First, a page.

Skip to main content
Shaping Europe’s digital future

Guidance on private sector data sharing

The Commission is looking to facilitate the sharing of data held by companies to improve public services and guide policy decisions.

    Visual representation of data

Data-driven innovation is a key enabler of growth and jobs in Europe.

As data is a non-rivalrous resource, it is possible for the same data to support the creation of several new products, services or methods of production. So, companies can engage with the same data in different arrangements with other big companies, small and medium-sized enterprises (SMEs), startups or the public sector. This way, the value resulting from the data can be fully exploited.

Private sector data sharing in business-to-government contexts

Data held by companies can help guide policy decisions and improve public services. For example, such data can lead to a more targeted response to epidemics, better urban planning, and improved environmental protection, market monitoring and consumer protection.

When compiling official statistics, analysis of data held by companies is often more cost-efficient and can produces faster outcomes on aspects such as population movements, prices, inflation, the Internet economy, energy or traffic. Using such data also lowers the burden on companies and citizens by avoiding survey questionnaires.

The Commission believes the principles contained in the Communication ‘Towards a common European data space’ and staff working document on data sharing could support the supply of private sector data to public bodies under preferential conditions for reuse. It is supported in this view by experience gained in pilot studies and actions, and the results of the stakeholder consultation.

The Commission organised a high-level roundtable in the form of an expert group to discuss these principles further. The expert group focused on access to and reuse of private sector data by public bodies for public interest purposes. It also assisted the Commission in assessing issues related to business-to-government (B2G) data sharing.

The Commission has appointed independent experts with experience in the public and private sector within the area of B2G data sharing. The group’s conclusions and recommendations to the Commission were included in a report that will be used as input for possible future Commission initiatives on B2G data sharing.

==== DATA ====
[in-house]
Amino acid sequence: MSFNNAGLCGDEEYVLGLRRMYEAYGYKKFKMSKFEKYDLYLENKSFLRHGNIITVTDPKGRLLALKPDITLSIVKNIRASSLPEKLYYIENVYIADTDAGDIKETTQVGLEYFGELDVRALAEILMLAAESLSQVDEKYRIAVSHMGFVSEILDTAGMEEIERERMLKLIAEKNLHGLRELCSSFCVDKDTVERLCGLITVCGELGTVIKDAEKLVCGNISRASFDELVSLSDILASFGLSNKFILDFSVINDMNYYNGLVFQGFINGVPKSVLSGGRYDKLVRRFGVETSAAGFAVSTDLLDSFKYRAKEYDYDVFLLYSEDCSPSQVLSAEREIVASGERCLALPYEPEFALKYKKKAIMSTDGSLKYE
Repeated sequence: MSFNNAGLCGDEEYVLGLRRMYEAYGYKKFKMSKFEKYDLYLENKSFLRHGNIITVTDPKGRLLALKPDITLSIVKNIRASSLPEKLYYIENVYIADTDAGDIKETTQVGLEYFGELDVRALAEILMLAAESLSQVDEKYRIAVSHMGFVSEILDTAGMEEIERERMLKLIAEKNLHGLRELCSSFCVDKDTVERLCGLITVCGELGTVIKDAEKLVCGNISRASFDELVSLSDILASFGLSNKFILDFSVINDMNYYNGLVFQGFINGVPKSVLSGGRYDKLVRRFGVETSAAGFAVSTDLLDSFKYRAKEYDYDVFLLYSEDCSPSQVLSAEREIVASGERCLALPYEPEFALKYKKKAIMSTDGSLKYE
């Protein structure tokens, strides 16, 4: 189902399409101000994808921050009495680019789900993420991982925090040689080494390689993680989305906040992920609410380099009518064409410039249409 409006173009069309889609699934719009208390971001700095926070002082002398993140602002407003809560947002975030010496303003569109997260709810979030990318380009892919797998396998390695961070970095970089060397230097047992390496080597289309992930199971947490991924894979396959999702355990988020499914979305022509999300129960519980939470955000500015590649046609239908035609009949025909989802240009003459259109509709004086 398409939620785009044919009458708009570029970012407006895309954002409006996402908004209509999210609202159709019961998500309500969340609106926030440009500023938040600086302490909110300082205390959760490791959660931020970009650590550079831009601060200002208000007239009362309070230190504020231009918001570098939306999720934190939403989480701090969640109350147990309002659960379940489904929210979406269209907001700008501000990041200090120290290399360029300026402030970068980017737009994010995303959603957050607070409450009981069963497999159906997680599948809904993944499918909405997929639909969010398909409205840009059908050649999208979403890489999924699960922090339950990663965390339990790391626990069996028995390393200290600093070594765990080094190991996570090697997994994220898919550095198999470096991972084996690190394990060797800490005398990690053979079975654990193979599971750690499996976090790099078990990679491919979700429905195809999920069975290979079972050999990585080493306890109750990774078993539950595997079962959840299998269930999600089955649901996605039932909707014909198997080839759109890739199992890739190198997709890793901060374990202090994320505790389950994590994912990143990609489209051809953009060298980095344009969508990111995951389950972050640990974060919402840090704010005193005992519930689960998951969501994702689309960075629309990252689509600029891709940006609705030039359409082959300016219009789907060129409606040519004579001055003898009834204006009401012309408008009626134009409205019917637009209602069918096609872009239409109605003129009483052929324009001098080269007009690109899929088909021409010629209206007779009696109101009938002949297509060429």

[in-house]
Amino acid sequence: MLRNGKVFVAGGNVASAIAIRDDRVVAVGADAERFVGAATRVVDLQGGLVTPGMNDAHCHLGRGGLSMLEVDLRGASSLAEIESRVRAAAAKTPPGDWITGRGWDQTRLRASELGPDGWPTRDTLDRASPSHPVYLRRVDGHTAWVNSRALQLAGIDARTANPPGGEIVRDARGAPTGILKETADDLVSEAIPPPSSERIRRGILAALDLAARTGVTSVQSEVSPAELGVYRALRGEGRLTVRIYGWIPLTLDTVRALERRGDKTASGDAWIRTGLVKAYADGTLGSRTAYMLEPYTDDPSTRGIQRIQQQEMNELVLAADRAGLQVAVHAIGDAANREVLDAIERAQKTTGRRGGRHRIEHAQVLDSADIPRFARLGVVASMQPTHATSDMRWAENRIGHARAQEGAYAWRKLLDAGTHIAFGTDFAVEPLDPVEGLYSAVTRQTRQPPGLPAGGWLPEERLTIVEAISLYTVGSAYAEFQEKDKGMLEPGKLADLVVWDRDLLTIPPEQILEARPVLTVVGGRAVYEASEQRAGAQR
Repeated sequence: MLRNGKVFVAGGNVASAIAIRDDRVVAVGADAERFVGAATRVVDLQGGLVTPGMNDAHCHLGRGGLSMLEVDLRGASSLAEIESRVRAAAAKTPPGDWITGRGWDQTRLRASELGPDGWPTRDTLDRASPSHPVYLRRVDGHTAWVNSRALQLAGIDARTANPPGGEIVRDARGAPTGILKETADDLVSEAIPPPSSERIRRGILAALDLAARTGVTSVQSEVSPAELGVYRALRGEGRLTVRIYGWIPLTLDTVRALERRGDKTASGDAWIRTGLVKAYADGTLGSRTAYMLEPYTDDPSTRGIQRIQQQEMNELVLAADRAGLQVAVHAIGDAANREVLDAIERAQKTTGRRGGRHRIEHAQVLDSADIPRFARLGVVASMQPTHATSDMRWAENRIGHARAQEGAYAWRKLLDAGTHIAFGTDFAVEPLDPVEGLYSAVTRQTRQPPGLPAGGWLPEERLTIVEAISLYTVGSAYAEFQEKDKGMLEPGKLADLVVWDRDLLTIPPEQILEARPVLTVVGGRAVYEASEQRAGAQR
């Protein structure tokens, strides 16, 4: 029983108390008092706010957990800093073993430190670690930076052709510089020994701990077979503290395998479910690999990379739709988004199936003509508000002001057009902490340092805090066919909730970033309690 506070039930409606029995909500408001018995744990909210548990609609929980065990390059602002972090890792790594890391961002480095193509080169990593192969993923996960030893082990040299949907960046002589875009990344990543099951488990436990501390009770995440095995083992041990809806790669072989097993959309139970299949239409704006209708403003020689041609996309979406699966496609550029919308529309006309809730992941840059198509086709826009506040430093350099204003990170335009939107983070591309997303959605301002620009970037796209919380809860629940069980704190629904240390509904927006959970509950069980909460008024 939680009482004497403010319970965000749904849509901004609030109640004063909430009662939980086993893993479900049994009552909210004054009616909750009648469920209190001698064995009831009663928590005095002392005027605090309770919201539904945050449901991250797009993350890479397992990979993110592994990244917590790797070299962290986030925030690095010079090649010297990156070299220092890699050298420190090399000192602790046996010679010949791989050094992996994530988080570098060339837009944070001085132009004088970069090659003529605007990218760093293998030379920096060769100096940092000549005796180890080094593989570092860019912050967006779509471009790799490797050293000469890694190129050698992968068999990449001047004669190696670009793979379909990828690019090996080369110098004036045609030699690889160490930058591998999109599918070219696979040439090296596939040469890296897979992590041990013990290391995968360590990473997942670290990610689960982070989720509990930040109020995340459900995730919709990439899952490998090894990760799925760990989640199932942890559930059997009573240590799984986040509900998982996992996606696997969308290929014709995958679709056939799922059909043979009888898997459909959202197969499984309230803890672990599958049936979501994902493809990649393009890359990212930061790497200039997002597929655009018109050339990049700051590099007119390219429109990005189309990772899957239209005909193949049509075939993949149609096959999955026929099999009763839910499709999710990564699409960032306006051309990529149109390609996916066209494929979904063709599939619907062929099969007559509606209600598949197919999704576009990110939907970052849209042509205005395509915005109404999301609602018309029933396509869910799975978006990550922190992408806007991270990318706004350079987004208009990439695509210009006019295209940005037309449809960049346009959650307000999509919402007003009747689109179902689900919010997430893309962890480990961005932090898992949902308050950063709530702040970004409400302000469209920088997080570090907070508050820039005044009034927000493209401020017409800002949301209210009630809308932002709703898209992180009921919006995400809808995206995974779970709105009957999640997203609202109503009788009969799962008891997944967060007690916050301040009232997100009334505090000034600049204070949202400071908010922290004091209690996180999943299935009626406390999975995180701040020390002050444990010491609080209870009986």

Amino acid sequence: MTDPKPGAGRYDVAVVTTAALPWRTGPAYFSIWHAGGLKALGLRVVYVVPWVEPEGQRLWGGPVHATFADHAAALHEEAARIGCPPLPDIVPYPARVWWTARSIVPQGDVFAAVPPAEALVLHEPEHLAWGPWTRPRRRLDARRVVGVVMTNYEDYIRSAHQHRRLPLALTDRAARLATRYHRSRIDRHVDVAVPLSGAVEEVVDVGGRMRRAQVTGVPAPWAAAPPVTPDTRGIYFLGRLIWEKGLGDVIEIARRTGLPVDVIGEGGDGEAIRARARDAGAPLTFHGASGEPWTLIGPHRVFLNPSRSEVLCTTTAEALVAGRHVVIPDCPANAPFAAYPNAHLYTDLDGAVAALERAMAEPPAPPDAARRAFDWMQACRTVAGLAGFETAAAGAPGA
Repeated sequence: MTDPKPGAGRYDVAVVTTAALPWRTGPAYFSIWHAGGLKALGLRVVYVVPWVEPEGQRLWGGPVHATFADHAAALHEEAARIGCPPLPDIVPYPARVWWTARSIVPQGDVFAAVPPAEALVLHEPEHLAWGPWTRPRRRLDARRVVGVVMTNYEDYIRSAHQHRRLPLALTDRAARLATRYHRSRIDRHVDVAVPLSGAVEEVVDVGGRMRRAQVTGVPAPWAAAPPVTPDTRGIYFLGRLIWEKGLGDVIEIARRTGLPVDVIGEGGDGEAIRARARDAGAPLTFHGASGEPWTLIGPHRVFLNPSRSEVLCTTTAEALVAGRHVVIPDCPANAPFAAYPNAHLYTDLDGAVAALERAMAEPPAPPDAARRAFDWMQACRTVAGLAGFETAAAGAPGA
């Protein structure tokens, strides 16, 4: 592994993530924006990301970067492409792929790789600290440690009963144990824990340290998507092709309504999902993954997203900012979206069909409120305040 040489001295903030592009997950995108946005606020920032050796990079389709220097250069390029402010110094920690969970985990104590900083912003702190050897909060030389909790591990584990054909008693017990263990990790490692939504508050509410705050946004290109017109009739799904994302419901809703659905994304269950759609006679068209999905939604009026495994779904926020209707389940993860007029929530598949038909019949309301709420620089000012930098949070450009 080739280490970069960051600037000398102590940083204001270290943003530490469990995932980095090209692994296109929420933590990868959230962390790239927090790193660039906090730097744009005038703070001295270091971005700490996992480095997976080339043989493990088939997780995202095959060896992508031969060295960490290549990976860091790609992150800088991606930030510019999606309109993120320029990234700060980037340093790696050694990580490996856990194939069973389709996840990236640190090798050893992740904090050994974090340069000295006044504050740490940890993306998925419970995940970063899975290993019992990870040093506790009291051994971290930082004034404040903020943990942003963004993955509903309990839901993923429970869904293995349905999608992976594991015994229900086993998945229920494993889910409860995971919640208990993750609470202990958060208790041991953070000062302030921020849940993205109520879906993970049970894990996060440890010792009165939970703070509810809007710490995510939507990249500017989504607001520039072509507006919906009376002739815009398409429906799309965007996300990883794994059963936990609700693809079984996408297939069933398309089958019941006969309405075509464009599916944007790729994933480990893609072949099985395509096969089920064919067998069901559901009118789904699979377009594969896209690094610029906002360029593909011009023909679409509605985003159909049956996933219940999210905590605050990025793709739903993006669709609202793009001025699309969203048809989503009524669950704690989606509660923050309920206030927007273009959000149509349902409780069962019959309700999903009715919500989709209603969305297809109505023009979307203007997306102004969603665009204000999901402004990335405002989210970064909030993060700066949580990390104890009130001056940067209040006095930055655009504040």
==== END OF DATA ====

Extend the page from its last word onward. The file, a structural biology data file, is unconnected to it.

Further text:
In this exercise, the experts advised that data sharing should be facilitated in the EU and that policy, legal and investment measures should be taken in 3 main areas:

  1. governance of B2G data sharing across the EU
  2. transparency, citizen engagement and ethics
  3. operational models, structures and technical tools

These actions were announced on 19 February 2020 along with a communication of the European Commission on the new European data strategy.

Private sector data sharing in business-to-business contexts

As identified in the Communication ‘Building a European data economy’, manufacturers of IoT objects are usually in a privileged position to determine access to and reuse of non-personal and automatically generated data from IoT objects.

Depending on the market, these manufacturers may or may not grant access and usage rights to the user of the object, who may find themselves prevented from using data, the generation of which they triggered.

With this issue in mind, and as a follow-up to the stakeholder dialogue on the Communication ‘Building a European data economy’, the Commission outlined a set of principles in the Communication ‘Towards a common European data space’ and its staff working document. These principles should be respected in contractual agreements to ensure fair and competitive markets for IoT objects and for products and services that rely on non-personal machine-generated data created by such objects.

With the publication of these principles, the Commission launched a further consultation process with stakeholders. It conducted an SME panel consultation that yielded 979 replies.

The Commission will continue to assess whether amended principles and possible codes of conduct are sufficient to maintain fair and open markets and will address the situation. If necessary, the Commission will take appropriate actions.

Latest News

Related Content

Big Picture


Data is everywhere and growing at an unprecedented pace. The Commission has developed a European data strategy to help us unlock its benefits.

See Also

Open data

The European Commission's policies focus on generating value for the economy and society through the reuse of public sector information.